An orphan

September 14, 2009 by · 2 Comments 

Okay, so here’s what happened. A couple of months ago, I was contacted by the books editor at The Walrus, who asked if I’d be interested in contributing to their fall review roundup of big books. Always happy to oblige my colleagues in the book review biz, particularly when they offer to exchange money for a bunch of words, I eagerly agreed. After a bit of back-and-forth, he assigned me a brief review of Zoe Whittall’s second novel, Holding Still for as Long as Possible. I dutifully read the novel and penned a short review. Upon completing this task, I went into my day job at Quill & Quire magazine, where I was told that we had hired a new staff writer: Zoe Whittall. At which point I emitted a Homer Simpsonesque “D’oh!” accompanied by a vicious slap to the forehead from which I’m still recovering.

Long story short, I felt that the appearance of conflict that would accrue to my reviewing the work of someone who would be a colleague by the time the review appeared was too great, and I reluctantly withdrew the piece. Of course, that left me with a completed review on my hands, and no place to print it. Fortunately, ’round these parts I feel free to toss my scruples to the wind. And so, with the above explanation serving as full disclosure, I’m printing the review here. In case you might be interested.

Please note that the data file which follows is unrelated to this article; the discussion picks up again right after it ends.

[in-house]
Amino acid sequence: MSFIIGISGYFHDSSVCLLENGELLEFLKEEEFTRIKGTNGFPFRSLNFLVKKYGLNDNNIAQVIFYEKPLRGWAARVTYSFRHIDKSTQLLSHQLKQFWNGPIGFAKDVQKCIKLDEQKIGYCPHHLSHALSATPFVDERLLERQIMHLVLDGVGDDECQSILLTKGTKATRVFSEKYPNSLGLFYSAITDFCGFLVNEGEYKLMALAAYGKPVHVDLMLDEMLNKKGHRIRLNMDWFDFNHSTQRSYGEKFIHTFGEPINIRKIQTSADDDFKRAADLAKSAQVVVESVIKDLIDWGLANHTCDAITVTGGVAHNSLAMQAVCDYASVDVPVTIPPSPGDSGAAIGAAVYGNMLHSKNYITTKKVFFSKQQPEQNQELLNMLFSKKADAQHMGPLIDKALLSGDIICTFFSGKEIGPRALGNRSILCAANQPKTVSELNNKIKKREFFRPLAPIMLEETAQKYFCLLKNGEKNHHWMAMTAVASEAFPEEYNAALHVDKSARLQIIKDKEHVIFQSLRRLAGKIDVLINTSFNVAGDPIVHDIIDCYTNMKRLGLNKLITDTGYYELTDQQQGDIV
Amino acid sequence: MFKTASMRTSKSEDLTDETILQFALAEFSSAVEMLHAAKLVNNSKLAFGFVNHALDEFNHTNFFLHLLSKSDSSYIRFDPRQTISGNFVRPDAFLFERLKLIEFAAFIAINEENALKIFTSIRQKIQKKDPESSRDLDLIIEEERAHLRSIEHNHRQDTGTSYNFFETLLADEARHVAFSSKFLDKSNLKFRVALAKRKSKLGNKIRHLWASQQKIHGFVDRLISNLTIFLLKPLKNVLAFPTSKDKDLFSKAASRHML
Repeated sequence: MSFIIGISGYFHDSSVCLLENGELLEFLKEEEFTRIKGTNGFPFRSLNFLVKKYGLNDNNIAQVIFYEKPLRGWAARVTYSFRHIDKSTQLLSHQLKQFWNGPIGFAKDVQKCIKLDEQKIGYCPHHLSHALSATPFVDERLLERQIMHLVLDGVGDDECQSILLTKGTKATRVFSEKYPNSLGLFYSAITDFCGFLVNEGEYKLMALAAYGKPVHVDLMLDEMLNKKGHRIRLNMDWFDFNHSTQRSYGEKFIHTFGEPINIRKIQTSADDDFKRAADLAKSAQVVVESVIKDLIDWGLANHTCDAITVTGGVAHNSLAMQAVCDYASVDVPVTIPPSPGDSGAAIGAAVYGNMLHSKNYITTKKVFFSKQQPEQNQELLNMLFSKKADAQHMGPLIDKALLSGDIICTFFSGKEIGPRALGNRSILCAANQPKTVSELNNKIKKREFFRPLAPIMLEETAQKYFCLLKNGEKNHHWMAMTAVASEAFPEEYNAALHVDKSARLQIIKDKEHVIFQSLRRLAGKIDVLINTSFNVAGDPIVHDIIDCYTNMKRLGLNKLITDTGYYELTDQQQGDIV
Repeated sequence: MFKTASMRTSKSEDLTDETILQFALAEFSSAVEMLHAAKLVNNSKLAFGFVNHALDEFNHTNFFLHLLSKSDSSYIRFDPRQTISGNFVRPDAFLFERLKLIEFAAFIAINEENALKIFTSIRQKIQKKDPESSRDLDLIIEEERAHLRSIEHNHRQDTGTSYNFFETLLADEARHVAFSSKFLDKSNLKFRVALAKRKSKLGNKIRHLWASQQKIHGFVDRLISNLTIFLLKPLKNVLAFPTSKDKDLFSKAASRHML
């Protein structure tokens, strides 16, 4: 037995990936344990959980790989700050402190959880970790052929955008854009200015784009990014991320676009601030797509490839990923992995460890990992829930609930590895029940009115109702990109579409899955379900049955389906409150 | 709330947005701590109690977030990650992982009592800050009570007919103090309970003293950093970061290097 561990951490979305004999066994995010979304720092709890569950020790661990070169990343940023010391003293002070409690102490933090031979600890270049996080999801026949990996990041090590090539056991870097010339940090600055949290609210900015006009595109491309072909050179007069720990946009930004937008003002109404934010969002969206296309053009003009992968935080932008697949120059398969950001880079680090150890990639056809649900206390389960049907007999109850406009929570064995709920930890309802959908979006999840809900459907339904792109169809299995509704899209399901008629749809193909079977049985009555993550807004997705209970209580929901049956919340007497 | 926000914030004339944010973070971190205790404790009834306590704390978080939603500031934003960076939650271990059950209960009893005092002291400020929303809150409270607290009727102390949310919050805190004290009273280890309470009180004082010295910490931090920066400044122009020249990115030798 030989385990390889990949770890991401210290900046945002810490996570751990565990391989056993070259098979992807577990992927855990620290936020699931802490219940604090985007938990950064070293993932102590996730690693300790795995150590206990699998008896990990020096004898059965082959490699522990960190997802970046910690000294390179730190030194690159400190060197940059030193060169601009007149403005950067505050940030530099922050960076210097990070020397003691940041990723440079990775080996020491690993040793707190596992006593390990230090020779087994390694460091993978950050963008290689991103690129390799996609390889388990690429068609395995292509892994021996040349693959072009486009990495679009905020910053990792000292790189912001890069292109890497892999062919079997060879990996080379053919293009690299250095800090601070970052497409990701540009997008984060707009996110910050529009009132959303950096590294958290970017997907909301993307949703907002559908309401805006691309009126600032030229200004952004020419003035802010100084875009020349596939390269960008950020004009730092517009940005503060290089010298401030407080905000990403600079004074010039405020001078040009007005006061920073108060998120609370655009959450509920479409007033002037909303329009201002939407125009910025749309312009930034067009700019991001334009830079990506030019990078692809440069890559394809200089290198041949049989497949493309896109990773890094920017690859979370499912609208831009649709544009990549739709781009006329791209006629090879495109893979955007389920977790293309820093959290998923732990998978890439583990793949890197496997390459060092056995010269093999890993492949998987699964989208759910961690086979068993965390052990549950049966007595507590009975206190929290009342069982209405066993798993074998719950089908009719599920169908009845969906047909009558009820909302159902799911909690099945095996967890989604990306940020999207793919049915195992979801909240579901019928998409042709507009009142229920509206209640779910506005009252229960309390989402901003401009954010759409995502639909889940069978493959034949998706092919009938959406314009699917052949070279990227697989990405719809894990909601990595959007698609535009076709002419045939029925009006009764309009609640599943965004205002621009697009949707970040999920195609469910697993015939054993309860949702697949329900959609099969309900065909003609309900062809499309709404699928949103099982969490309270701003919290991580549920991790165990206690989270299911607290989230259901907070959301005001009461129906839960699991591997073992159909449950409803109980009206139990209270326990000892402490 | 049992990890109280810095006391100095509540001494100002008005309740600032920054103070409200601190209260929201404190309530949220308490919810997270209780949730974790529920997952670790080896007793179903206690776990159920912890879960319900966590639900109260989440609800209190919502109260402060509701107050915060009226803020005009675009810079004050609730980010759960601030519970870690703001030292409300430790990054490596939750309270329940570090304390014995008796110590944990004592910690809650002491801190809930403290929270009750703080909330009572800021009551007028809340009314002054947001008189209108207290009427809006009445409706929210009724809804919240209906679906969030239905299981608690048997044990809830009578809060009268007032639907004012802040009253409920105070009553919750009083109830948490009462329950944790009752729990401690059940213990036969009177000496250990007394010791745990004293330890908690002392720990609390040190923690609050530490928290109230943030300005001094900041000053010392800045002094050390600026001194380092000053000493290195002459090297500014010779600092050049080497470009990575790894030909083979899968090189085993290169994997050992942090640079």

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Holding+Still+coverHolding Still for as Long as Possible. Zoe Whittall; House of Anansi Press, $29.95 cloth, 304 pp., 978-0-88784-234-4

“You are all a lost generation.”

Add cell phones with texting capability and the kind of jacked-up paranoia fostered by disasters such as 9/11 and Hurricane Katrina, and Gertrude Stein might easily have been referring to the twentysomethings who people Zoe Whittall’s second novel. Josh is a paramedic who mends bodies but has trouble mending his own psyche; Billy is an erstwhile teen music idol who suffers crippling panic attacks; and Amy is a documentary filmmaker trying to deal with her creeping sense of anomie in the wake of a dissolving relationship. Over the course of the novel, these three young adults circle each other, drinking heroic amounts of alcohol and trying to assuage their anxieties about the meaning of their lives and the uncontrollable forces of the world around them.

Holding Still for as Long as Possible is a clear improvement over Whittall’s affected debut, Bottle Rocket Hearts. A pervasive sense of authenticity runs throughout the novel, whether the focus is on the practices of EMS paramedics or on the mental anguish fostered by repeated attempts to drown out reality in a sea of booze and casual sex.

If Whittall’s novel evinces certain technical weaknesses – the inclusion of an artificial deus ex machina climax and a somewhat superfluous epilogue – it is nonetheless a testament to an author who is improving with each successive outing. The novel contains real emotion; a reader can’t help but appreciate the humanity in these characters, even when the characters seem unable to locate the humanity in themselves.